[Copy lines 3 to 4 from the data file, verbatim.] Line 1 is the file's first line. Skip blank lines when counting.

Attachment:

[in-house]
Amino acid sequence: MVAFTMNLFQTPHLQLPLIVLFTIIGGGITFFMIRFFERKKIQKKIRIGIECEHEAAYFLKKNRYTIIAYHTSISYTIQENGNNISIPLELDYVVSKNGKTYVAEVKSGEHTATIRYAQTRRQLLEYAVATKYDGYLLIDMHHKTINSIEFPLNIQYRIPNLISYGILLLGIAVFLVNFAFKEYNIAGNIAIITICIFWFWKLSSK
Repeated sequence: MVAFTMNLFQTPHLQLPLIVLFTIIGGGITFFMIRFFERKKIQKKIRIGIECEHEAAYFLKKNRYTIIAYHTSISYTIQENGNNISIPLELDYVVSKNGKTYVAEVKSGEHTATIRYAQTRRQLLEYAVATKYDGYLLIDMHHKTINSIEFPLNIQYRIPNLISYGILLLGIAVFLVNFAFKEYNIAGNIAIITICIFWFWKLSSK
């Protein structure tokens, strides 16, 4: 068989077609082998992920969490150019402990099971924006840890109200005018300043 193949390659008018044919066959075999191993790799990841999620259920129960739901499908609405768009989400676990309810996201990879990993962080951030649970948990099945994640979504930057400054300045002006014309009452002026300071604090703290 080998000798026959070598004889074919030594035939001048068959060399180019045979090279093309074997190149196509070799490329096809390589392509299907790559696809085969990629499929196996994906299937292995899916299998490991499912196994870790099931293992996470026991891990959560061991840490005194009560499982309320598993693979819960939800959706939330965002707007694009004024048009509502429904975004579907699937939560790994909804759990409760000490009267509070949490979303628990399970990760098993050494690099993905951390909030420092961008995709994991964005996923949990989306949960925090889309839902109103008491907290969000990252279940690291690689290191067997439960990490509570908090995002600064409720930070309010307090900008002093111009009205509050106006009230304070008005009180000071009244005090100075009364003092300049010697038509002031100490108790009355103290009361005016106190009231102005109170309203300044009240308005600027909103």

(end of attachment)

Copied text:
Repeated sequence: MVAFTMNLFQTPHLQLPLIVLFTIIGGGITFFMIRFFERKKIQKKIRIGIECEHEAAYFLKKNRYTIIAYHTSISYTIQENGNNISIPLELDYVVSKNGKTYVAEVKSGEHTATIRYAQTRRQLLEYAVATKYDGYLLIDMHHKTINSIEFPLNIQYRIPNLISYGILLLGIAVFLVNFAFKEYNIAGNIAIITICIFWFWKLSSK
């Protein structure tokens, strides 16, 4: 068989077609082998992920969490150019402990099971924006840890109200005018300043 193949390659008018044919066959075999191993790799990841999620259920129960739901499908609405768009989400676990309810996201990879990993962080951030649970948990099945994640979504930057400054300045002006014309009452002026300071604090703290 080998000798026959070598004889074919030594035939001048068959060399180019045979090279093309074997190149196509070799490329096809390589392509299907790559696809085969990629499929196996994906299937292995899916299998490991499912196994870790099931293992996470026991891990959560061991840490005194009560499982309320598993693979819960939800959706939330965002707007694009004024048009509502429904975004579907699937939560790994909804759990409760000490009267509070949490979303628990399970990760098993050494690099993905951390909030420092961008995709994991964005996923949990989306949960925090889309839902109103008491907290969000990252279940690291690689290191067997439960990490509570908090995002600064409720930070309010307090900008002093111009009205509050106006009230304070008005009180000071009244005090100075009364003092300049010697038509002031100490108790009355103290009361005016106190009231102005109170309203300044009240308005600027909103």